Utah is a state practically made of rock. The vast lands of southern Utah are intricately carved into the red and white sandstone limestone layers of the Colorado Plateau, leaving behind well-known monuments in locations like Canyonlands and Zion National Parks. However, there is plenty of other rocks and minerals aside from the red sandstone of southern Utah. This state is even known by some as the Rockhounding Capital of the United States.
Destinations throughout Utah provide diverse and unique rockhounding sites, with the central part of the state offering the most concentrated diversity. Popular finds include moqui marbles, fossils, dugway geodes, wonderstone, topaz, opal and petrified wood.
Although rock collecting is permitted on most public lands for personal use, you need to research the area you plan to collect in and be aware of boundaries. Be sure that a permit is not required and check for mining claims. Do not collect on mining claims without the proper permission from the claim owner. Check out some the Rules And Regulations Regarding Rock, Mineral, and Fossil Collecting In Utah to stay in the know and be an ethical land user.
Below you will find detailed information on some of the most popular rocks and fossils collected in Utah along with destinations ideas to get out for yourself and explore.
Read More: Where To Find Trilobite Fossils in Utah
- Completely updated and revised
- Full color images
- Each description of the 86 state's sites includes concise information on the material to be found there, the tools to bring, the best season to visit and what type of vehicle to drive.
Utah Rocks And Minerals
Let’s start off by taking a closer look at some of the interesting finds you can discover across the state. From crystals to fossils, this list can only scratch the surface of what Utah has to offer.
Moqui marbles are a fun and often abundant rock formation found in the spectacular red Navajo Sandstone regions of southern Utah. Moqui marbles are spherical dark colored concretions of iron and sandstone commonly range in size from pea size to several inches in diameter, although some can be as large as grapefruits.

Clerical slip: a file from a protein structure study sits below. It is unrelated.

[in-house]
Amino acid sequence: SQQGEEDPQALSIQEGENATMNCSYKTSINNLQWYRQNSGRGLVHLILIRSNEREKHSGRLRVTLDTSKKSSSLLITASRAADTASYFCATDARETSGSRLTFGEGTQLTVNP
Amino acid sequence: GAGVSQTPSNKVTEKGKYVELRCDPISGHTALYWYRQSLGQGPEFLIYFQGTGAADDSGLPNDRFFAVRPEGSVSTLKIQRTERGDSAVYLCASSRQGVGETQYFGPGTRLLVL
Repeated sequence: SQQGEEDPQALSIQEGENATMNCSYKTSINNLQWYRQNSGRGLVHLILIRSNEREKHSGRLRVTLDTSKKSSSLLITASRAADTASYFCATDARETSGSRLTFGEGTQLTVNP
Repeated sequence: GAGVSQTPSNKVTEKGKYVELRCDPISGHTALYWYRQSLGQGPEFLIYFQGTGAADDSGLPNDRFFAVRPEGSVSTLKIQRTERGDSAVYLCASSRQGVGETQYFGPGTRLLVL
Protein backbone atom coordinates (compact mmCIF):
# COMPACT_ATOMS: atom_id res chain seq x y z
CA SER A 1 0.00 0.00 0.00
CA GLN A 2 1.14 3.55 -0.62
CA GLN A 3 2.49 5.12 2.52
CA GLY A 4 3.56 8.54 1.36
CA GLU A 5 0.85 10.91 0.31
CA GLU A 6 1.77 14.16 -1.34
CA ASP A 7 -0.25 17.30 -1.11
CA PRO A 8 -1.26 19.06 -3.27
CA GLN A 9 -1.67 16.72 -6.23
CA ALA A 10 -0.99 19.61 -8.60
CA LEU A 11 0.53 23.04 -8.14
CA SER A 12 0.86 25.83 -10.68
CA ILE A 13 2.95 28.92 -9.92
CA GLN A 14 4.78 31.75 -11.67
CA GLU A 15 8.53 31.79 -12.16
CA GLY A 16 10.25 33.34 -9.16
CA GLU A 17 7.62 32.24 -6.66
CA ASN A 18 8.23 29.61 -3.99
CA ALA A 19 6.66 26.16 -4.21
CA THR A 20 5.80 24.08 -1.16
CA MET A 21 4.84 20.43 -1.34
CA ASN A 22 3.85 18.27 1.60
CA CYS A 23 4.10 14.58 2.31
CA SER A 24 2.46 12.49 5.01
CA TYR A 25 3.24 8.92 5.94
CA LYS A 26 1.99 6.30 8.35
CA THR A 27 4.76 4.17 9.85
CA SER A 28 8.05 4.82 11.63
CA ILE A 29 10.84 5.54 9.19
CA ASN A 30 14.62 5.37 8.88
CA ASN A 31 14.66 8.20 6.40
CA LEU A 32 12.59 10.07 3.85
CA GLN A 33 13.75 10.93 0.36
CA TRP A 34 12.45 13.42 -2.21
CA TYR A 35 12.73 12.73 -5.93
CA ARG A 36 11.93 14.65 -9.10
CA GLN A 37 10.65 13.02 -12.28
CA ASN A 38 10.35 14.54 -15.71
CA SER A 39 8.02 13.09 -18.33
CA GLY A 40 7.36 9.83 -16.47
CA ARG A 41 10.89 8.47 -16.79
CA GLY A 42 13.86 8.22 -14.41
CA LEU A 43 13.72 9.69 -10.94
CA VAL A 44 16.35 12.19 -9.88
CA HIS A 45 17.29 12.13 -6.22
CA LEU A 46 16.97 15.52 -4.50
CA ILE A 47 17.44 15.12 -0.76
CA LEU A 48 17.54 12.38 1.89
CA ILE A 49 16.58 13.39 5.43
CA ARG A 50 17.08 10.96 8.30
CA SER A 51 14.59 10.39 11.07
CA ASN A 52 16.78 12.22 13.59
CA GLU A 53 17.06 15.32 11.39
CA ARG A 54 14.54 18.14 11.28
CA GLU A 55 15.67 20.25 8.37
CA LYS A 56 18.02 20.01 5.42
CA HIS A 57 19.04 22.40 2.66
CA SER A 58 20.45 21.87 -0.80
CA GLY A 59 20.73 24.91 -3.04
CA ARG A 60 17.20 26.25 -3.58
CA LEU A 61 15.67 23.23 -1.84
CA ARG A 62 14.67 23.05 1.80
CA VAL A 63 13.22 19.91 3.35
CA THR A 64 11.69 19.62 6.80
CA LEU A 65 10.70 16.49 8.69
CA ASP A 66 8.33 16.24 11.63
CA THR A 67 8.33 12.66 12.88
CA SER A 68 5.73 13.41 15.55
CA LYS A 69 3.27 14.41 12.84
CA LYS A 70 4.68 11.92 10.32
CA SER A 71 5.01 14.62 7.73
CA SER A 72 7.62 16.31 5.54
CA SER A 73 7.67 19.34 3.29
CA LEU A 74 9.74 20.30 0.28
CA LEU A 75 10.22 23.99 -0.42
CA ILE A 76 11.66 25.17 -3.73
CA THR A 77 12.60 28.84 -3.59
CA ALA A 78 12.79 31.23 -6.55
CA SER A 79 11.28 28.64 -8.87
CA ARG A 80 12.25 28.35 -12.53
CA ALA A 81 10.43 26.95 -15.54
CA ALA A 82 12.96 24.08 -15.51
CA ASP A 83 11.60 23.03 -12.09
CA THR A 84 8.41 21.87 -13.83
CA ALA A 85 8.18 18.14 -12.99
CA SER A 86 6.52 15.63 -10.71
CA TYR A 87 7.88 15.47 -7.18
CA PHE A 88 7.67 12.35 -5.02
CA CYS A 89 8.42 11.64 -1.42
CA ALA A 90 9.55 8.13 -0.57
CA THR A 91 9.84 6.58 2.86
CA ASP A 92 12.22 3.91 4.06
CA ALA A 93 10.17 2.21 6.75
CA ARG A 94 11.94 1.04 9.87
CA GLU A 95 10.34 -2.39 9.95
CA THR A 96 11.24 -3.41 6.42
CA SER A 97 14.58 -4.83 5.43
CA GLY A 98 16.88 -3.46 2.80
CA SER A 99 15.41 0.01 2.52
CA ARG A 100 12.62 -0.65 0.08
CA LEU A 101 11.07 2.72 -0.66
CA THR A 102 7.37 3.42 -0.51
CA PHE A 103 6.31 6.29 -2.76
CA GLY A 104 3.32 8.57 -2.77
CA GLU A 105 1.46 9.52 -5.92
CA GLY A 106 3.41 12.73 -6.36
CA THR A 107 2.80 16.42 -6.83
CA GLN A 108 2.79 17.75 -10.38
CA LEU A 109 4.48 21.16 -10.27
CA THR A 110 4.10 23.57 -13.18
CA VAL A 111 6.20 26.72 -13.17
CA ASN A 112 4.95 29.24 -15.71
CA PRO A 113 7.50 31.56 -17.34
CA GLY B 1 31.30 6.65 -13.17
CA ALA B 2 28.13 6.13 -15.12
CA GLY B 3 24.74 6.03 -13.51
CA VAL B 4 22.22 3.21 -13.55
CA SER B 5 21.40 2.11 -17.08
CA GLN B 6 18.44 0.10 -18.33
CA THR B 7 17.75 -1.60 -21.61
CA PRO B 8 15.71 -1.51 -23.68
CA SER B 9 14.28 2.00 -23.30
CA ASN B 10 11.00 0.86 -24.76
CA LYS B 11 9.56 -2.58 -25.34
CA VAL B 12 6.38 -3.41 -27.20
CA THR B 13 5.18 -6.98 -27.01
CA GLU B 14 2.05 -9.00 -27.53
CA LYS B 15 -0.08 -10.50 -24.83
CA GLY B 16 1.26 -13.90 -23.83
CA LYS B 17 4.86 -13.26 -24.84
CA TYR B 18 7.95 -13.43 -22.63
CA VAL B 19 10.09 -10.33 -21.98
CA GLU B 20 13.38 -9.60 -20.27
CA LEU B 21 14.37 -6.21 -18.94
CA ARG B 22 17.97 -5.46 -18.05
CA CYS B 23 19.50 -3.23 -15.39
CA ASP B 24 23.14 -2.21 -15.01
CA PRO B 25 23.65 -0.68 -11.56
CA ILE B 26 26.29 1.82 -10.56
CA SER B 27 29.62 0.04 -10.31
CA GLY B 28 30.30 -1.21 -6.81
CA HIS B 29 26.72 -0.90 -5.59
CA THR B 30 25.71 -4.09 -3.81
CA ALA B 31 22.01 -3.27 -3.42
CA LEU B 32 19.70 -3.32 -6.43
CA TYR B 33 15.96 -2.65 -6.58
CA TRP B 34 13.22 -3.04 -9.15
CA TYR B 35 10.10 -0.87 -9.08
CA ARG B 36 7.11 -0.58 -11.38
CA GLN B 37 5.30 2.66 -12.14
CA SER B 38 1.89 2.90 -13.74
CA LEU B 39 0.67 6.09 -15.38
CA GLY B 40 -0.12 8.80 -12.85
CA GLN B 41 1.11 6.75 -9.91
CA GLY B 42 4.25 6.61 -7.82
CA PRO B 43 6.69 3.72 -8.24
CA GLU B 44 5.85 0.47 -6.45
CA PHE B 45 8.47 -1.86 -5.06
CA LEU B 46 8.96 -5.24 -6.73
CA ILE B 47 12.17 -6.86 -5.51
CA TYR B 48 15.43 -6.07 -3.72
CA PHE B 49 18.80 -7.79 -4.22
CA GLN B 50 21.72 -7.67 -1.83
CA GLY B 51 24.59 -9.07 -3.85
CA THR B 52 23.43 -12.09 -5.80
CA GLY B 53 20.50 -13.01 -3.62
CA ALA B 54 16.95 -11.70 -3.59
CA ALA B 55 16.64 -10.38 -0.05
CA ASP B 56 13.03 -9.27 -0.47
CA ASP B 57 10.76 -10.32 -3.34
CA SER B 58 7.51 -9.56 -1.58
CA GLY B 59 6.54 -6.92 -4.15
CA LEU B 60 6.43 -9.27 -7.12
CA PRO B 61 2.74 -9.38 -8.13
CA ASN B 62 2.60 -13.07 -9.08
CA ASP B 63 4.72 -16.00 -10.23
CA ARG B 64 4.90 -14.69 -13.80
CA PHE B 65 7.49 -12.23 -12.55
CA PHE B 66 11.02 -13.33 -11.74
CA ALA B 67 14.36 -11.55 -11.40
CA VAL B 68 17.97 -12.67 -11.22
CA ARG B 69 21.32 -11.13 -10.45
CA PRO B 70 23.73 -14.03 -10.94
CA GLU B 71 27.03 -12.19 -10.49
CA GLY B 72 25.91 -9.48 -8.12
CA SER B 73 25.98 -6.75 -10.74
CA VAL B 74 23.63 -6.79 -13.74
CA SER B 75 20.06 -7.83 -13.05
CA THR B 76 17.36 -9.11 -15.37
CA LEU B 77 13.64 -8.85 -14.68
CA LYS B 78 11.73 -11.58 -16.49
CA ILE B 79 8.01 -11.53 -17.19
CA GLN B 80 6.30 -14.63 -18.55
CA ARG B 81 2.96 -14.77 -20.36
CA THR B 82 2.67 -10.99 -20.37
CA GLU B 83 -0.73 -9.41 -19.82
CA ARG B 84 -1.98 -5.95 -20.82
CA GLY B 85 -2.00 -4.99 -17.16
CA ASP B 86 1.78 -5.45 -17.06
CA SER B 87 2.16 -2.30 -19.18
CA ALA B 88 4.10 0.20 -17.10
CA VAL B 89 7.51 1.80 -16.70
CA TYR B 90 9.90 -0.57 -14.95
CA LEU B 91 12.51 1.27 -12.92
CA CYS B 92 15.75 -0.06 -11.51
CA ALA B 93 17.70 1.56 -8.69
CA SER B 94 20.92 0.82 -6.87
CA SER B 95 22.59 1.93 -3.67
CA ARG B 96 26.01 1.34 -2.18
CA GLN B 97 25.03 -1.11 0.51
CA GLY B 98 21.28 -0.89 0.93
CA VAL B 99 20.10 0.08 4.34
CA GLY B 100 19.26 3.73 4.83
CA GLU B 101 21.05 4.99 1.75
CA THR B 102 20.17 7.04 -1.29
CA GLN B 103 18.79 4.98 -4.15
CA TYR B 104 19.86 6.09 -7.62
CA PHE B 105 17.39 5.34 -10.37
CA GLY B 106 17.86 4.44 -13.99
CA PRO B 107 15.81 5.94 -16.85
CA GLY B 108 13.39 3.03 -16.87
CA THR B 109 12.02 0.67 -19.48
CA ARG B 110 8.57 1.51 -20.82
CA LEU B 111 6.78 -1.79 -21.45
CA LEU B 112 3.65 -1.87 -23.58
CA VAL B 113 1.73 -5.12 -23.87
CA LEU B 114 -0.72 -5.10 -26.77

These formations developed underground when iron minerals seeped through rock layers from flowing groundwater. Over eons, the overlying rock layers eroded and the Navajo Sandstone revealed weather-resistant iron concretions of “marbles”, many of which are amassed in large groups on the surface. They occur in many places in southern Utah either embedded in or gathered loosely into “puddles” on the ground near outcrops of Jurassic-age Navajo Sandstone, having the appearance of a floor of marbles.
-Fossils In Utah-
With a little research and some time and effort spent splitting and hammering in the field, fossils can be found in several locations across the state. Before getting too excited though, like most other public lands, only common invertebrate fossils and petrified wood can be legally collected. Dinosaur bones and other fascinating fossils certainly have the chance to be uncovered when rockhounding in Utah. If you do happen to come across what you think is one, take a GPS location and pass it on to archaeological professionals or the land management agency.